Breach, Data Security, Security Strategy, Plan, Budget

Senators propose they too should report when breached

Senators Ron Wyden, D-Ore., and Tom Cotton, R-Ark., are calling for senators to report if they have been hacked at the end of each year.

The duo pointed out that the Senate is considered a “prime target” for cyber breaches noting that several high profile cyberattacks have already been carried out against government agencies including the Office of Personnel Management (OPM), health care firms such as Anthem and even tech giants like Google, in a letter to U.S. Senate Sergeant at Arms Michael C. Stenger dated March 13.

“We understand that details of specific incidents may need to remain confidential, however, providing senators with aggregate statistics about successful cyber attacks would enable the Senate to engage in informed debate about the security threats faced by the legislative branch and consequently, the need for the Senate to fund, prioritize and conduct aggressive oversight over its own cybersecurity,” the letter said.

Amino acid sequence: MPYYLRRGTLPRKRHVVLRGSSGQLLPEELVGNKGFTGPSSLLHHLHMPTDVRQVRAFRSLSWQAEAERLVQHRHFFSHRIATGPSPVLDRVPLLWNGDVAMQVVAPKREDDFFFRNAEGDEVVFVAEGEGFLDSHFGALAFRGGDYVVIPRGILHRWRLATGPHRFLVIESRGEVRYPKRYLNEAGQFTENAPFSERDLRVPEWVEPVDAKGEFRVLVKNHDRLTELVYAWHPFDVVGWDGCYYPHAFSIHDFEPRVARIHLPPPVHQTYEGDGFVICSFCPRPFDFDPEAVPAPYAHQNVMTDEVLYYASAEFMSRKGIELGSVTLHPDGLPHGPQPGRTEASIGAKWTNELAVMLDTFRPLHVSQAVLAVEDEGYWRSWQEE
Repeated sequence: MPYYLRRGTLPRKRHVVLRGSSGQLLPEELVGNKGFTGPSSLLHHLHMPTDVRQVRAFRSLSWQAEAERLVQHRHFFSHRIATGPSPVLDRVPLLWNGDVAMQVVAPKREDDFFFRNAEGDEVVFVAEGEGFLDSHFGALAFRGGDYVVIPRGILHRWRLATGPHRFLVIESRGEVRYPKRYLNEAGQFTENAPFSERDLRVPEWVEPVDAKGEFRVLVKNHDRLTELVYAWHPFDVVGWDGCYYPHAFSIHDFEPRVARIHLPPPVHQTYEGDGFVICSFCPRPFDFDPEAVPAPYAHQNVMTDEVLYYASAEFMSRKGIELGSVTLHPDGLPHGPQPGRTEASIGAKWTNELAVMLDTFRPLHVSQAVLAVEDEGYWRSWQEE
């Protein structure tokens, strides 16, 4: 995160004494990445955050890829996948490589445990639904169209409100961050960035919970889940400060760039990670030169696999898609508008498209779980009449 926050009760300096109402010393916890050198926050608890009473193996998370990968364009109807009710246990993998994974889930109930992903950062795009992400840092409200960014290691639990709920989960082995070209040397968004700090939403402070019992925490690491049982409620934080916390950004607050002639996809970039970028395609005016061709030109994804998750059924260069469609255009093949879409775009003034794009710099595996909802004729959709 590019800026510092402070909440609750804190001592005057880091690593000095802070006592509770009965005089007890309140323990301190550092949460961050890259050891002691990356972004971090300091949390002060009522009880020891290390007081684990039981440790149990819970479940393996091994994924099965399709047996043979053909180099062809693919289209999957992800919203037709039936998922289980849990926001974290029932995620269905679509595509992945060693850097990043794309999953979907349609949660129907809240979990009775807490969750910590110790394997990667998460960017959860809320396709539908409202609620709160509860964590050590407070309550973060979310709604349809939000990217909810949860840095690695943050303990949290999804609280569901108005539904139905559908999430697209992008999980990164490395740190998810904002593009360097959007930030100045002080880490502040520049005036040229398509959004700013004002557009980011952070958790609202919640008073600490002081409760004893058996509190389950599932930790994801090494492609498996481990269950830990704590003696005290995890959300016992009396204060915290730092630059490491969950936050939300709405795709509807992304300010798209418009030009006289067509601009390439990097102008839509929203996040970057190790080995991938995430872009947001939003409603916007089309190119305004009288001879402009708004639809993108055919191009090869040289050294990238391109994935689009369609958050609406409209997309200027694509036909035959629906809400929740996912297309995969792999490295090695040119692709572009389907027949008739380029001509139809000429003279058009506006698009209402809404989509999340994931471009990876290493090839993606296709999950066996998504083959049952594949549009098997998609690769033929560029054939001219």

In order to do this the senators proposed each senator compile statistics revealing senate computers that have been compromised and hackers that have gained access to sensitive Senate data. The letter also calls for them to commit to a policy of promptly  informing Senate leadership and all of its members of the Senate Committees on Rules and Intelligence of any breach of a Senate computer.

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